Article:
Carol jumped off this bridge. She held a bag of groceries as she did it. It was foggy, like tonight, and she ended up airborne before she’d gotten over water. That’s how I know about the groceries. The morning found her surrounded by broken squash and a box of melted popsicles. The receipt was in her pocket.
It’s not a method I recommend. The acceleration must be thrilling, but the sidewalk has its problems. Better to find one of those scenic canyons the base jumpers use or a cliff beside the ocean—someplace that won’t need to be pressure-washed. It’s inconsiderate of the people who clean up after.
Same thing with Hemingway and Plath—full of despair and, apparently, bad manners.
I doubt Carol bothered calling the 800 number I keep finding on the signs. She was averse to confiding in strangers. She would have felt bad for making the operator think he’d failed her. At least there’s that.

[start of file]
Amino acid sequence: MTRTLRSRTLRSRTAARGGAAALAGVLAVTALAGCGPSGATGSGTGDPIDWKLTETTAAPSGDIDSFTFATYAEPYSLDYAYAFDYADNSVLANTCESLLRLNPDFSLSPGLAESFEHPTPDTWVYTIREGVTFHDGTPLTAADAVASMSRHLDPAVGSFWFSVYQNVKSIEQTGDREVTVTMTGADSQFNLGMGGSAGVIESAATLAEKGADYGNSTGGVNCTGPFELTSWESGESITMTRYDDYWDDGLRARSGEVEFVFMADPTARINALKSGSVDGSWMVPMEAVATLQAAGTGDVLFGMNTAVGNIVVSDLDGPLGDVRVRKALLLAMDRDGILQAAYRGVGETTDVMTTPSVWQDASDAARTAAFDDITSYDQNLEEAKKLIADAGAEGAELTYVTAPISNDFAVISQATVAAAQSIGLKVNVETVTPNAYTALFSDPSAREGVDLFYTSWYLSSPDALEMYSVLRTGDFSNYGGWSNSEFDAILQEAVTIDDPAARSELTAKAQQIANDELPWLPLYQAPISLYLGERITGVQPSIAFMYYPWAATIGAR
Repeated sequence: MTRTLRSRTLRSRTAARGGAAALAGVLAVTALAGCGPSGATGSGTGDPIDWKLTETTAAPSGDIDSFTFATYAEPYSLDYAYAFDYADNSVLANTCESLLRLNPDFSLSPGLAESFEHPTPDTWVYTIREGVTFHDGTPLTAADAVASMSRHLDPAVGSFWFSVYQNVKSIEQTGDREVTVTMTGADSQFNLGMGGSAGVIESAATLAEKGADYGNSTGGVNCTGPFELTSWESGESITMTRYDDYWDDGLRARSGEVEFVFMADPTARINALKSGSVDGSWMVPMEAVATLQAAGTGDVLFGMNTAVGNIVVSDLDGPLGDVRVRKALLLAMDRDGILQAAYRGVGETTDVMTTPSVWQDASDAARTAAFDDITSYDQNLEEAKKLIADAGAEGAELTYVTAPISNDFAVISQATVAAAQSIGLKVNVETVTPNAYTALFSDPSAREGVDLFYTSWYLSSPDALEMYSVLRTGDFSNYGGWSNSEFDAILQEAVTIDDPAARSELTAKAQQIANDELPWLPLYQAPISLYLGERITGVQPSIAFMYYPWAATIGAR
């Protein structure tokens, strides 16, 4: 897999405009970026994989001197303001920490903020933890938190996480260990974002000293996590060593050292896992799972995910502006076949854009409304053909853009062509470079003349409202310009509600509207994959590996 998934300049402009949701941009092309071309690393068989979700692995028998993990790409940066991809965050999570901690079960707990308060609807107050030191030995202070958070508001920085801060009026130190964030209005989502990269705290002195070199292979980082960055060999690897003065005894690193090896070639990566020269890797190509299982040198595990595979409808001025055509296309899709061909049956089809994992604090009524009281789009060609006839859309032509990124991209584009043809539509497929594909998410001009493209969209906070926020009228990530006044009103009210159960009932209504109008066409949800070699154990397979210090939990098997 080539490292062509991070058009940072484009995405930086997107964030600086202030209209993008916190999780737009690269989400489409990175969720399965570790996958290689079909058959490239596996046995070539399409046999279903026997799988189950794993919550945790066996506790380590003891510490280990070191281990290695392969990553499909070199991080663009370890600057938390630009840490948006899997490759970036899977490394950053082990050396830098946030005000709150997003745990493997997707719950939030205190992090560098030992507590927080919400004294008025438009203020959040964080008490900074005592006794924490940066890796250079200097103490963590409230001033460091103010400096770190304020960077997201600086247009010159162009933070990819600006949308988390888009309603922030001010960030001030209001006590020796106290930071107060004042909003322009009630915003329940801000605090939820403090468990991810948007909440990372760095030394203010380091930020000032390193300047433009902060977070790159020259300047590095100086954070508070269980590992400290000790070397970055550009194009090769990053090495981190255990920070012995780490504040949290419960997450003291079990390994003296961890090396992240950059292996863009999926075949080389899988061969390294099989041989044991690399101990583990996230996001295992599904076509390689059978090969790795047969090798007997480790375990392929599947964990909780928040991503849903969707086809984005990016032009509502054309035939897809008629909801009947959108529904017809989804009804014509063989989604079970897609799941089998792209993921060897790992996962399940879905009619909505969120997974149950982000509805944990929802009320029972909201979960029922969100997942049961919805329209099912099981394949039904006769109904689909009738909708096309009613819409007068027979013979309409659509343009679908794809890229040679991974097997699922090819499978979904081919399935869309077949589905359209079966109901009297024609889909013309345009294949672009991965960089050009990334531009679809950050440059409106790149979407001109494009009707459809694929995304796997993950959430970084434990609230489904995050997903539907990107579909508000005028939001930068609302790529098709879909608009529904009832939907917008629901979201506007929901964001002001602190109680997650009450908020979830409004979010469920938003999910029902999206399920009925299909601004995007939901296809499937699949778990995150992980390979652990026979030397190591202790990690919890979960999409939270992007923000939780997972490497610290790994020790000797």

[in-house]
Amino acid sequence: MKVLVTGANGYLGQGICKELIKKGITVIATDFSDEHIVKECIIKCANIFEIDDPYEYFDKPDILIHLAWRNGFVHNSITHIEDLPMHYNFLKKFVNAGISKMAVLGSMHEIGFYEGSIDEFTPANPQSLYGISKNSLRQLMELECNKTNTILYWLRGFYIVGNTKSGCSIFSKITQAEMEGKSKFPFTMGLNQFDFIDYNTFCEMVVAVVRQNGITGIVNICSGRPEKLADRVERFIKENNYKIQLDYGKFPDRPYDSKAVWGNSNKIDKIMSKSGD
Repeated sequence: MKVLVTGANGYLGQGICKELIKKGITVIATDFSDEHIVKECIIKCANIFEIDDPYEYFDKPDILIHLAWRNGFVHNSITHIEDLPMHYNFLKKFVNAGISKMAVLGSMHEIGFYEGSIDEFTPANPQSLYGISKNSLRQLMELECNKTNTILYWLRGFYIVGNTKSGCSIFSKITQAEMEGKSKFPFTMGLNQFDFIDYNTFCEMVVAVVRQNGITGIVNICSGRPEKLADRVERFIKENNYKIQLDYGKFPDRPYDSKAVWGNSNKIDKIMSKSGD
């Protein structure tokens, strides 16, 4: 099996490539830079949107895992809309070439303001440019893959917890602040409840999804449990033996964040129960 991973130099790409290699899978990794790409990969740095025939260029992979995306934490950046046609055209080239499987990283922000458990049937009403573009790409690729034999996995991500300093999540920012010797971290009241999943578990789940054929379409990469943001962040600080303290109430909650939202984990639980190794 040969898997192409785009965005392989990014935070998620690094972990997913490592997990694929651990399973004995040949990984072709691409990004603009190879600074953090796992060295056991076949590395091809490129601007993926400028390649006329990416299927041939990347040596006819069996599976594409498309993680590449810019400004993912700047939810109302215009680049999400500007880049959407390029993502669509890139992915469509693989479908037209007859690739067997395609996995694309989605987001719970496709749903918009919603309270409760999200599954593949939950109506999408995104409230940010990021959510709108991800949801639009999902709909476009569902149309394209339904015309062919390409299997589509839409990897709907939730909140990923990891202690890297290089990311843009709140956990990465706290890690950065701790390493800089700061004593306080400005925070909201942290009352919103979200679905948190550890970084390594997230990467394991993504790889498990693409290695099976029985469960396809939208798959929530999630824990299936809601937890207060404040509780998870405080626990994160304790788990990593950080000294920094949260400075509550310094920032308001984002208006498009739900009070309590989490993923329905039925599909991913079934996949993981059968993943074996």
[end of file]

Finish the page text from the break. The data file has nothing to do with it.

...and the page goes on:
The police found Carol’s car in the Food Lion parking lot. She must have walked from the cashier to the bridge without dropping off her bag. She was not one to litter so she took it with her over the railing.
Like the rest of them, she didn’t think ahead.
The suicides accumulate. They are discovered in garages and underneath bridges and beside their fathers’ guns. Somebody always cleans them up. Somebody turns off the car and cracks a window. Somebody makes sure to keep the children back.
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